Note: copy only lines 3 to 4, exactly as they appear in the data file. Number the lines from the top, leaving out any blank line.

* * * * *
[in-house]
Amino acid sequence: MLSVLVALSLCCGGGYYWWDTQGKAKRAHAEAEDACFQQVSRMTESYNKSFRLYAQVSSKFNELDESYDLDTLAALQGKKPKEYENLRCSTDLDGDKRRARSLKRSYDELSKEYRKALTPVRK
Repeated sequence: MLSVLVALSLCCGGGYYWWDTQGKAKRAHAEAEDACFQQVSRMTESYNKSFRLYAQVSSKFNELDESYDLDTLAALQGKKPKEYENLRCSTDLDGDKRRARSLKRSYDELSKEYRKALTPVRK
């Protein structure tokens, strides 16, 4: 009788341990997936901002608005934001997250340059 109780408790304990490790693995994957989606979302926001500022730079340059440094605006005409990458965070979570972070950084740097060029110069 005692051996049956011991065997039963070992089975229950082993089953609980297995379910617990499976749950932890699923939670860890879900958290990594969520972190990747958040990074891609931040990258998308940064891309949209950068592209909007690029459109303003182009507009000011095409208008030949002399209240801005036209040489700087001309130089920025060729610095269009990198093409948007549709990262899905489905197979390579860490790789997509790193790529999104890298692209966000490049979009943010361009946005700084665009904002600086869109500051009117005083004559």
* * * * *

Repeated sequence: MLSVLVALSLCCGGGYYWWDTQGKAKRAHAEAEDACFQQVSRMTESYNKSFRLYAQVSSKFNELDESYDLDTLAALQGKKPKEYENLRCSTDLDGDKRRARSLKRSYDELSKEYRKALTPVRK
């Protein structure tokens, strides 16, 4: 009788341990997936901002608005934001997250340059 109780408790304990490790693995994957989606979302926001500022730079340059440094605006005409990458965070979570972070950084740097060029110069 005692051996049956011991065997039963070992089975229950082993089953609980297995379910617990499976749950932890699923939670860890879900958290990594969520972190990747958040990074891609931040990258998308940064891309949209950068592209909007690029459109303003182009507009000011095409208008030949002399209240801005036209040489700087001309130089920025060729610095269009990198093409948007549709990262899905489905197979390579860490790789997509790193790529999104890298692209966000490049979009943010361009946005700084665009904002600086869109500051009117005083004559």